Williams on Nats' walk-off win over Brewers

Manager Matt Williams seemed a bit relieved to see the Nationals pull off a walk-off 5-4 win over the Brewers Sunday after a back-and-forth affair that seemed dangerously close to a loss.

Rafael Soriano might've taken his third blown save in the top of the ninth, but Jayson Werth was able to give the Nats a series victory with his two-out RBI double in the bottom of the frame.

Ryan Zimmerman provided a huge two-run homer, tying the game as part of the Nats' three-run fourth inning. It was Zimmerman's fifth homer and first since June 24, ending a 19-game power outage.

The Nats bullpen provided perhaps the top performance of the day, allowing one run on three hits in 5 2/3 innings in relief of Gio Gonzalez, who lasted just 3 1/3 frames.

It might not have been the prettiest outing, but the Nats found a way to win and remain tied for first place in the National League East.

Here's what Williams had to say after the game.

On being thankful to pull off a win: "Well, having to get Gio out of there before we wanted to certainly is not what we want. It's a big two-run homer by Zim to get us back in it and then a really good heads-up baserunning play from (Jose Lobaton) there to score and get us ahead. They're a powerful offense, so we tried to set it up with the guys we normally go to 7-8-9. Sori just left a ball up, but we were able to get out of that and get something manufactured in the bottom."

On Werth's clutch hitting: "He's a good hitter. He knows when to work an at-bat and when to work a walk to get on base, and he knows what to do certainly depending on the situation. With a guy on first, he's looking to drive the ball, get an extra-base hit. With a guy on second base there, he's more middle of the diamond. He knows that a single would win it, but he's been really good for us all year."

On whether sending Anthony Rendon from first in ninth was a gutsy send by third base coach Bob Henley or off the scouting report: "A little bit of both, but we've got to try to win the game there. If Hen stops him there, then we're banking on another base hit. We've got to take a chance there to win the game. Anthony turned the bases really nice on it."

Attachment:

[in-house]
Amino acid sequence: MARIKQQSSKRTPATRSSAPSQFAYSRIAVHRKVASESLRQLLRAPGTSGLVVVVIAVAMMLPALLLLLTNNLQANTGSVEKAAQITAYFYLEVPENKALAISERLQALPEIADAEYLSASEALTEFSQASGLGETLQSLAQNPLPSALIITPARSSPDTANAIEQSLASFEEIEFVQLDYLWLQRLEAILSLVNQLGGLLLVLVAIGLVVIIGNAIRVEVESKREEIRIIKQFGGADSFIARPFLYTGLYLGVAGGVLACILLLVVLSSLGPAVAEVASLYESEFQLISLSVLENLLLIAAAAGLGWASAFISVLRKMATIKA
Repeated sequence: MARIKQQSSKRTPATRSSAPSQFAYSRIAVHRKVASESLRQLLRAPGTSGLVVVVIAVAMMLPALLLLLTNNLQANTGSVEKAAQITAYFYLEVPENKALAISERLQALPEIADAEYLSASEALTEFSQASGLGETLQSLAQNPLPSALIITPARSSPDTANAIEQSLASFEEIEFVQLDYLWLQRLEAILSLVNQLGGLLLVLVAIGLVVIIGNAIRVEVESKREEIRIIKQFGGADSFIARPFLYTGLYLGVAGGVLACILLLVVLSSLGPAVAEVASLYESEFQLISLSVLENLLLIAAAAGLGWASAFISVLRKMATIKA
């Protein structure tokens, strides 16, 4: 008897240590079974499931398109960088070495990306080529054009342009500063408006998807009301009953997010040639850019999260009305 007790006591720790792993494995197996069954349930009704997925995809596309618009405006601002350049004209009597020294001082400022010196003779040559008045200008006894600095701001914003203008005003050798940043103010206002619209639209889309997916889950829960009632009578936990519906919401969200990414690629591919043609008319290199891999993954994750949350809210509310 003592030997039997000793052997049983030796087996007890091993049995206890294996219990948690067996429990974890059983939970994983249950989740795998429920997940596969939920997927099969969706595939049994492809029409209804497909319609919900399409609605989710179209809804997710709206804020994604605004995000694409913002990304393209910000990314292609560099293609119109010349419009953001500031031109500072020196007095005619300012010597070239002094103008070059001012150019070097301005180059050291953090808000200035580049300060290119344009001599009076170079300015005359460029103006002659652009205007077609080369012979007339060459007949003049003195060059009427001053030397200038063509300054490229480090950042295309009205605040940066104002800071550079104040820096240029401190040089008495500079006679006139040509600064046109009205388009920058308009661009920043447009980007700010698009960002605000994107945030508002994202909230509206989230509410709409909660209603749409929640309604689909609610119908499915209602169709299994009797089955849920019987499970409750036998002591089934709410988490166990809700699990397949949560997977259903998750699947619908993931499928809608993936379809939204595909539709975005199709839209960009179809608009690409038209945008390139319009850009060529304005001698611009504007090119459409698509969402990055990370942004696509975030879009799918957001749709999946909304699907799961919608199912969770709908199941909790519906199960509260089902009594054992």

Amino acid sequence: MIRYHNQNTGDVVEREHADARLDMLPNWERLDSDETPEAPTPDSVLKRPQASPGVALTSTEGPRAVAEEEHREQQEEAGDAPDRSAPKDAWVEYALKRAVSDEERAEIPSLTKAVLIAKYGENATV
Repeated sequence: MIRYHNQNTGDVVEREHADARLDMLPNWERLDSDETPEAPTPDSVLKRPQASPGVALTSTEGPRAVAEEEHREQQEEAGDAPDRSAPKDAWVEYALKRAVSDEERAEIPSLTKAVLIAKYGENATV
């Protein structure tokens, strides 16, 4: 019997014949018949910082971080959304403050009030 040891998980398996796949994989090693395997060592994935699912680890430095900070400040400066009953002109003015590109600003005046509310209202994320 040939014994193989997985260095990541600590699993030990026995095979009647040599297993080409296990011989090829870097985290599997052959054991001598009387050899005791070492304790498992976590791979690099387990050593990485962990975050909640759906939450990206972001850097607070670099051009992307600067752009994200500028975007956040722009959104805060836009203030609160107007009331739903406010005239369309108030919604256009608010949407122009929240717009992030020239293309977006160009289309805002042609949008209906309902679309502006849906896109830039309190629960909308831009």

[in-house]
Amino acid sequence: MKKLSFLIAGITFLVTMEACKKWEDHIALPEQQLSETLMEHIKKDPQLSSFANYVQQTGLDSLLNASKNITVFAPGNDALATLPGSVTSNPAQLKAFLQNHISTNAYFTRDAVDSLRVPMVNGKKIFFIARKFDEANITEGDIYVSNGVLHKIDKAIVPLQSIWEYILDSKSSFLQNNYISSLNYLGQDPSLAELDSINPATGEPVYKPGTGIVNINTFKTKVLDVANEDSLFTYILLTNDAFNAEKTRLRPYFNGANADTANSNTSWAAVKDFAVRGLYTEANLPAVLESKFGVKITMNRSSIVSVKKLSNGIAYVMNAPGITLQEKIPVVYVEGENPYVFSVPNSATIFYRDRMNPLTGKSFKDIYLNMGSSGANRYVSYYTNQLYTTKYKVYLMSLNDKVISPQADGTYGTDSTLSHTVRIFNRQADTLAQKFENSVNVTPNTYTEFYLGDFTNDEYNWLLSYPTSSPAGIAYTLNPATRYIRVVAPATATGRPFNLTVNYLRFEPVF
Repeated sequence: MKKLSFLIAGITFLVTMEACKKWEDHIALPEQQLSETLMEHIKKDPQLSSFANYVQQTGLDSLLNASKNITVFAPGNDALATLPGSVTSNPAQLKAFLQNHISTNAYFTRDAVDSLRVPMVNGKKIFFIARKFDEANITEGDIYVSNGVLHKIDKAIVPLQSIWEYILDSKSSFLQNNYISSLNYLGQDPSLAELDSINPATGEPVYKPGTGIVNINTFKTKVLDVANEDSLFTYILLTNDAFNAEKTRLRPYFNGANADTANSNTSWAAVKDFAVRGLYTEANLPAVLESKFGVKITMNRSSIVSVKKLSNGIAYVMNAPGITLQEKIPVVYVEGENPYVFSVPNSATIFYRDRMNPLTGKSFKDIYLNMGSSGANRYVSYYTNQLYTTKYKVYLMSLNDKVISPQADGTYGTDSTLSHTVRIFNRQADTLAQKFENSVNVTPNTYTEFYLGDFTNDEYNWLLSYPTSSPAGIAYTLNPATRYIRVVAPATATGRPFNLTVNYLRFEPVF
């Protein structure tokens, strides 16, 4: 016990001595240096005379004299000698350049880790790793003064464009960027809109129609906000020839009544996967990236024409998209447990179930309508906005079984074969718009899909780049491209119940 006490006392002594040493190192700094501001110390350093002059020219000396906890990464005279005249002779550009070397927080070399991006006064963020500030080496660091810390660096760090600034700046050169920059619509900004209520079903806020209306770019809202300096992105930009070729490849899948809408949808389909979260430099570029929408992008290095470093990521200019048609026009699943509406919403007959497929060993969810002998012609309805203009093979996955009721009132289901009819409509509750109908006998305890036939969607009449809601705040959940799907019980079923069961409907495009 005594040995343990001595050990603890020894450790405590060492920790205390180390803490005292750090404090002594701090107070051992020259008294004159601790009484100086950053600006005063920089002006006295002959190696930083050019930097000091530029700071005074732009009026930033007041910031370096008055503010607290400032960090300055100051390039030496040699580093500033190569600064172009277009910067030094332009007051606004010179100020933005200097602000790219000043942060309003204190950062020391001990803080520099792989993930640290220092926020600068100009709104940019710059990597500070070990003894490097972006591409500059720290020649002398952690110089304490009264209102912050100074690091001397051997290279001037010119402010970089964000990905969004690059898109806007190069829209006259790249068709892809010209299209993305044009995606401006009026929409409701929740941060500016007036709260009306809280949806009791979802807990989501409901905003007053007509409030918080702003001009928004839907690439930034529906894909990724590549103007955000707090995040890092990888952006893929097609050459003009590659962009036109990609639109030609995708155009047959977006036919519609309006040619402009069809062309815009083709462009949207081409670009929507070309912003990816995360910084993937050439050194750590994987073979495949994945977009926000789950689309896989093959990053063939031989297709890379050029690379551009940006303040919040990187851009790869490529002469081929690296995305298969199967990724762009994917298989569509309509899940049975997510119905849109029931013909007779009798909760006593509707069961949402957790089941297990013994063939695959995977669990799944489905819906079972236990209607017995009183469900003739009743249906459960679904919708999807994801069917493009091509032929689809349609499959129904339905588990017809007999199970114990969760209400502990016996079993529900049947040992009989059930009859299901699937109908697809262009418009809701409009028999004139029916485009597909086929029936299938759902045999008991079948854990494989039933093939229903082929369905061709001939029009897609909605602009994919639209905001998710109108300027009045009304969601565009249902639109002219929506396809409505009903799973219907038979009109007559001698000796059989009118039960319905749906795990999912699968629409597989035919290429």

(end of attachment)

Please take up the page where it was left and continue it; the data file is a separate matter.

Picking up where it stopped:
On Stammen's 2 2/3 scoreless innings: "We could've sent him out there for more, but we had the lead, up by a run with the back of our bullpen guys lined up and decided to go with it. But he got the out he wanted. When he came in the game, they made a couple of really headsy baserunning plays on throws to first and were able to score. But he got that out, certainly got the next out and got the next two. So he fills that role really well and he fills a number of roles, but in that situation he can keep us close and keep us in the game, and allow us to come back like we did."

On Gonzalez's struggles: "Just command, command on everything. Fastball, off the plate, up and off the plate. he just couldn't control that, which didn't allow him to go to his other pitches either. He threw a lot of pitches in the innings that he threw."

On whether Gonzalez was upset that he was taken out: "No, I don't think so. You'll have to ask him, but I don't think so."

On winning despite several fundamental and situational miscues: "It just means that we've got to play. You would love it to be perfectly clean every day. That's not the case. So, the good thing is they don't quit playing. They understand that if we keep it close enough, we've got a chance. It's good baserunning, too. (Ryan) Braun, on the move - Gio having to turn his back to the plate and throw the ball to first base, certainly pitchers don't usually throw it over there at 100 miles an hour anyway. And then (Jean) Segura, (Ian Desmond's) got no choice. He looked him back and he stopped, and then he threw the ball to first base. You've got a fast runner there, and that's a good play. ...

"Those things happen. You have to have a very short memory in that that's over with, now we've got to continue to play to give ourselves a chance. ... Of course, it's not ideal, but we're not going to be completely clean. I wouldn't imagine anybody would."

On Zimmerman's first homer in nearly a month: "I think it's there. I think it has been there. What I'm most pleased with is him delivering base hits with men in scoring position, regardless of homers. That will come. We know that he's got power and he knows certainly what to do when he's up there. It's one thing to swing for the fences. It's another thing to drive a run in when it's needed. And today he did with both of them. So he's been swinging good."

On Stammen coming in early: "It doesn't matter to him what inning it is. It's about making pitches and getting outs. He's willing to do anything we ask of him whether it's a situation where the back of our 'pen's been three days in a row and he's got to close a game, he can do that. He's a former starter, so he understands multiple innings and how to work through that. So yeah, he's pitched really well."

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